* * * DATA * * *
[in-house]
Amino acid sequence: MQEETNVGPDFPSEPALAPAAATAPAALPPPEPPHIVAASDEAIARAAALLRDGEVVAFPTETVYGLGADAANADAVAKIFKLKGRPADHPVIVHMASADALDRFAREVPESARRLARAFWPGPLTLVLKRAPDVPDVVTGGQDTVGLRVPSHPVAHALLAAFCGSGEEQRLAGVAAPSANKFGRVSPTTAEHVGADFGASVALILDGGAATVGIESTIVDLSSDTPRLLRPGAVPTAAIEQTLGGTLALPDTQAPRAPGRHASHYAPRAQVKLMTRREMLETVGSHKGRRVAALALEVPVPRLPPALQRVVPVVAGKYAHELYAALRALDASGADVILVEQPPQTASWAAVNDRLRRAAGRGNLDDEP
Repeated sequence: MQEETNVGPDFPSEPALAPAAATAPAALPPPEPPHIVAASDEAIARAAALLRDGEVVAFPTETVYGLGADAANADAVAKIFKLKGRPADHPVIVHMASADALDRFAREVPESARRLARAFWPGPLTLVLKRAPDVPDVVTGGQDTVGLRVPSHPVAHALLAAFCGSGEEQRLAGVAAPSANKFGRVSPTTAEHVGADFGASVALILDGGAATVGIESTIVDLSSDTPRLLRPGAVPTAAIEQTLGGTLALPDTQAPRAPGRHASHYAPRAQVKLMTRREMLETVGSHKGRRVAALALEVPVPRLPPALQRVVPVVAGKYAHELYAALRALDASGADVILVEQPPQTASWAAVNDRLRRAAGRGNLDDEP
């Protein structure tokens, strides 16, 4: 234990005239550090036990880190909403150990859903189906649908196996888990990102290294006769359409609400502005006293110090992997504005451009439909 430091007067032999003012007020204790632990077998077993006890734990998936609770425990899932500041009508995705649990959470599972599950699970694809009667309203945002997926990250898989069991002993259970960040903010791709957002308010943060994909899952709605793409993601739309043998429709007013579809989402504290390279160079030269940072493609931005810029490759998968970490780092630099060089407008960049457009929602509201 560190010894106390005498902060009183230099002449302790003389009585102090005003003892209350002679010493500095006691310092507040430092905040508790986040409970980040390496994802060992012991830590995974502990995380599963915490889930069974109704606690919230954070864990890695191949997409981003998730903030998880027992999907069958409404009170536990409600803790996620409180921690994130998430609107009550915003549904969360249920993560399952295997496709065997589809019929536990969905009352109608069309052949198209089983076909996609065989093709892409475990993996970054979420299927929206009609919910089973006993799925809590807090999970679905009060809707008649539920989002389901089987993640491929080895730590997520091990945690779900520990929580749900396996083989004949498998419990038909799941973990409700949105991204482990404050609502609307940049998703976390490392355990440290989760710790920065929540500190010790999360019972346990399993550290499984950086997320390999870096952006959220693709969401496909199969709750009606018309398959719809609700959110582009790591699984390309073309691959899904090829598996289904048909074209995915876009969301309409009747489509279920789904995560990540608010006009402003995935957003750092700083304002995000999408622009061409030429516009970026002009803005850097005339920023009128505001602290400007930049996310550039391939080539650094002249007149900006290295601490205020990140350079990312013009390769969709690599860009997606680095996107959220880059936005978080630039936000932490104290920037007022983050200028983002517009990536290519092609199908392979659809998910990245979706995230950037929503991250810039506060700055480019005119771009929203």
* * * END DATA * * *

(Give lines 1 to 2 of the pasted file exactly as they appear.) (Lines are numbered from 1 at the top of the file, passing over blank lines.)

[in-house]
Amino acid sequence: MQEETNVGPDFPSEPALAPAAATAPAALPPPEPPHIVAASDEAIARAAALLRDGEVVAFPTETVYGLGADAANADAVAKIFKLKGRPADHPVIVHMASADALDRFAREVPESARRLARAFWPGPLTLVLKRAPDVPDVVTGGQDTVGLRVPSHPVAHALLAAFCGSGEEQRLAGVAAPSANKFGRVSPTTAEHVGADFGASVALILDGGAATVGIESTIVDLSSDTPRLLRPGAVPTAAIEQTLGGTLALPDTQAPRAPGRHASHYAPRAQVKLMTRREMLETVGSHKGRRVAALALEVPVPRLPPALQRVVPVVAGKYAHELYAALRALDASGADVILVEQPPQTASWAAVNDRLRRAAGRGNLDDEP